The Jomo Kenyatta International Airport (JKIA) takeover scheme has over time taken several twists and turns with many Kenyans including a number of prominent persons opposing the idea.
However, despite the many questions about the take over plan, the cabinet is claimed to have already approved the takeover plan by Kenya Airways.
Reports indicate the the cabinet consented to the deal on claims that the loss-making Kenya Airways is far better equipped with expertise to manage and improve JKIA than KAA.
The approval is claimed to have come few days after workers at JKIA ended their strike, one that left many passengers stranded.
This revelation comes after legislators tried to bar the takeover plan from going forward on claims that its a scheme by top forces in Kenya to rip off the taxpayers.
It is further claimed that the halt ordered by the MPs was dismissed by the National Assembly Speaker Justin Muturi who also stopped a parliamentary watchdog committee from investigating proposed takeover.
Additionally, Muturi ruled that the Mvita MP Abduldwamad Nassir-led team was not the right team to probe the merger.
It is alleged that Muturi made this call due to his close ties with the President.
Despite Kenya Airways receiving a backing from the government for the take over, it is noted to owe two banks , one associated with Kenyatta family, a combined Ksh5 billion.
It is strongly believed that the Kenyatta family, who also owns Commercial Bank of Africa which is owed by Kenya Airways, have a keen interest on the country’s aviation sector.
With the merger, the first family is claimed to be set to control Kenya’s and East Africa’s get-way airport to the world.
According to reports, the take over plans began as soon as Johnny Andersen was named the managing director of KAA by the President’s sanction.
The push to take over is equally noted to have been fueled by KQ Lenders Co Ltd which was incorporated when banks that loaned KQ decided to convert loans worth Ksh17.3 billion into shareholding of 39.1 percent.
However, the real shareholders of KQ lenders remain unidentified.
The company itself, KQ Lenders Co Ltd, is managed by an offshore trust based in Mauritius knows as Minerva Fiduciary Services.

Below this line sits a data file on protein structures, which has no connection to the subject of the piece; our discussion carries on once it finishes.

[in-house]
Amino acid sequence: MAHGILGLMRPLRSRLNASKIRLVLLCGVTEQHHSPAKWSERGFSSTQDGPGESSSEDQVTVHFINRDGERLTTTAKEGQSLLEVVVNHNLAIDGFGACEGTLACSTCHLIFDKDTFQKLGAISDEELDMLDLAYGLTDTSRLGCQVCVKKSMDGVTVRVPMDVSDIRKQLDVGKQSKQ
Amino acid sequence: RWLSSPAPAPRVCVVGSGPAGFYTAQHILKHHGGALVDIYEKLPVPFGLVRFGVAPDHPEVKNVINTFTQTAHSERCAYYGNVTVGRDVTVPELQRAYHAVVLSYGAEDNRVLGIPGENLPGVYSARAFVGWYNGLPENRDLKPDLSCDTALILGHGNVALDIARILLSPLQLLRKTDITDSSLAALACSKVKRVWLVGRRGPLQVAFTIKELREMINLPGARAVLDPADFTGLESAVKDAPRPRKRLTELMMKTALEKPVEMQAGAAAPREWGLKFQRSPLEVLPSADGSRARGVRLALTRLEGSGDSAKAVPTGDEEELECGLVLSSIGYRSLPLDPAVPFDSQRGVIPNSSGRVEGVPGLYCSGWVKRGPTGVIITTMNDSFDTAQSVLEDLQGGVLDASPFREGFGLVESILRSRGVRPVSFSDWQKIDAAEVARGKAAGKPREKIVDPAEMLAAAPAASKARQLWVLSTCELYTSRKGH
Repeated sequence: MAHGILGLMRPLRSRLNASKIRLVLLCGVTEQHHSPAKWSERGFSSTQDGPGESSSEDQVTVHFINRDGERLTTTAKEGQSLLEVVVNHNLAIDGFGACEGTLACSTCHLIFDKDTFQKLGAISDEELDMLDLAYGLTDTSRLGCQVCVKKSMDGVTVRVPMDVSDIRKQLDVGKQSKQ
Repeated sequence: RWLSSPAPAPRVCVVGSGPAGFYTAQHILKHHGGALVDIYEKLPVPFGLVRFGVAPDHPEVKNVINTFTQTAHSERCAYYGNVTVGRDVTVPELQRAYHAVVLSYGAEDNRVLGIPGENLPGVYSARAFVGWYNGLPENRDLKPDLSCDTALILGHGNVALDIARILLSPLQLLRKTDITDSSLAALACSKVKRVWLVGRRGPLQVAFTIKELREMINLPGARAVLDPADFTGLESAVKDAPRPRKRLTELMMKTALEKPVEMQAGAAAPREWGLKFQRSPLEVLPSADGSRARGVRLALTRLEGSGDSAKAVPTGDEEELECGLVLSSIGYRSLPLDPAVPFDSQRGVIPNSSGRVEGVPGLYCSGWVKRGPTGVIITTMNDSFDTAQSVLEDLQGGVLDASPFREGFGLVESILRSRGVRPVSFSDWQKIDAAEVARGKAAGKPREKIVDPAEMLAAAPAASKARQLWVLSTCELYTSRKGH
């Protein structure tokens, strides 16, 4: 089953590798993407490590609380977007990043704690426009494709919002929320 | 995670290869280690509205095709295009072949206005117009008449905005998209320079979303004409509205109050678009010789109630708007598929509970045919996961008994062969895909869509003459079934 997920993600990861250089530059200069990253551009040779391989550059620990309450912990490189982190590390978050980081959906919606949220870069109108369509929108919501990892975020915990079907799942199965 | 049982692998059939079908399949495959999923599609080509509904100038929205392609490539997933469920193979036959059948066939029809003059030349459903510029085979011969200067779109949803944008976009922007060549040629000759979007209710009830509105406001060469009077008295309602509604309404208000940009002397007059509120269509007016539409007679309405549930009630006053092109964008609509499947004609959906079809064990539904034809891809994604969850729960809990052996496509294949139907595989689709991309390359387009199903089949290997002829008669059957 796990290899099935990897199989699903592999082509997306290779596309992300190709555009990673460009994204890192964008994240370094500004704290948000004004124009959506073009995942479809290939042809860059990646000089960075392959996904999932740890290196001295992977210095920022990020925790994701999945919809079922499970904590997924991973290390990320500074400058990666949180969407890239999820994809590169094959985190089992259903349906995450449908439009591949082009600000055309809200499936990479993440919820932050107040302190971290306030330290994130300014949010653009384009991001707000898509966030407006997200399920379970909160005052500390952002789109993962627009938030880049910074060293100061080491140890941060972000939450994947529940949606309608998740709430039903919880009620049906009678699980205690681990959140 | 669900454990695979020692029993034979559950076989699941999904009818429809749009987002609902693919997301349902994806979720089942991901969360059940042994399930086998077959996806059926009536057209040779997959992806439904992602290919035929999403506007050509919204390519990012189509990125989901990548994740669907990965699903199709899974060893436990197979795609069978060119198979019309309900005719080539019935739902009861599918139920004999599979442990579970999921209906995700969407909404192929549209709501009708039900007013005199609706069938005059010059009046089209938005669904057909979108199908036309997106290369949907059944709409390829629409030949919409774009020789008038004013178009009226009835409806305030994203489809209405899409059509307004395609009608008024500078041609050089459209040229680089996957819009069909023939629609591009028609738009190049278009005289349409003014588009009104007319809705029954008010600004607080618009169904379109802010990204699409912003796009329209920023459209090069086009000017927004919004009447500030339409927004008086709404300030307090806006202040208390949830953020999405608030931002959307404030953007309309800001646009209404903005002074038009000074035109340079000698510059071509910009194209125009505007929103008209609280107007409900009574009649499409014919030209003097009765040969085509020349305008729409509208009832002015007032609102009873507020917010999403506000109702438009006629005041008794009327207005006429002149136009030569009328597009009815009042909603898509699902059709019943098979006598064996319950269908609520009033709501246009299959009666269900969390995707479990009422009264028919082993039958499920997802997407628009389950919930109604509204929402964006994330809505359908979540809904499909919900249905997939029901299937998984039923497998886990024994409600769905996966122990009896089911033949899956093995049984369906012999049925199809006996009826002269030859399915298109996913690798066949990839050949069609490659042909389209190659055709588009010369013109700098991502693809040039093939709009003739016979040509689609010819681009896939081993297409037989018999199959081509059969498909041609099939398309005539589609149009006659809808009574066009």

Interestingly, that company was mentioned in the leaked Panama Papers saga as one of the offshore accounts which is often used by politicians and judges to hide stolen money abroad.
Another important detail to note is that with the takeover of JKIA by KQ, the two owed banks will merge as a way of recouping the advanced loans.
According to NIC managing director John Gachora, the merger would give the the banks a big balance sheet to leverage national development.
Additionally, once finalized, the merger will create the third largest bank in the country with an asset base of Ksh444 billion.
The ongoing merger, which is scheduled to be completed before the end of the year, is reported to give President Uhuru Kenyatta powers to influence board decisions at an unprecedented scale.
During the time that KQ was amassing unsustainable loans from KQ lenders, the CEO of CBA Bank, Jeremy Ngunze had his elder brother Mbuvi Ngunze serving as the then CEO of KQ.
Despite only CBA and NIC being included in the immediate merger discussions, it is necessary to note that the airline also owes Equity bank Ksh5.2 billion, National Bank Ksh3.5 billion, Cooperative bank Ksh3.3 billion, DTB Bank Ksh2.1 billion and KCB Group Ksh2.1 billion.
Media mogul Chris Kirubi is also noted to have bought shares worth Ksh2 million when the company was suffering grievous losses.
Even as the takeover is seemingly a way of restoring the lost glory of JKIA, it still has more asked questions than answers.
With the Auditor-General Edward Ouko raising alarms over the plot terming it as an ‘unscrupulous plan.’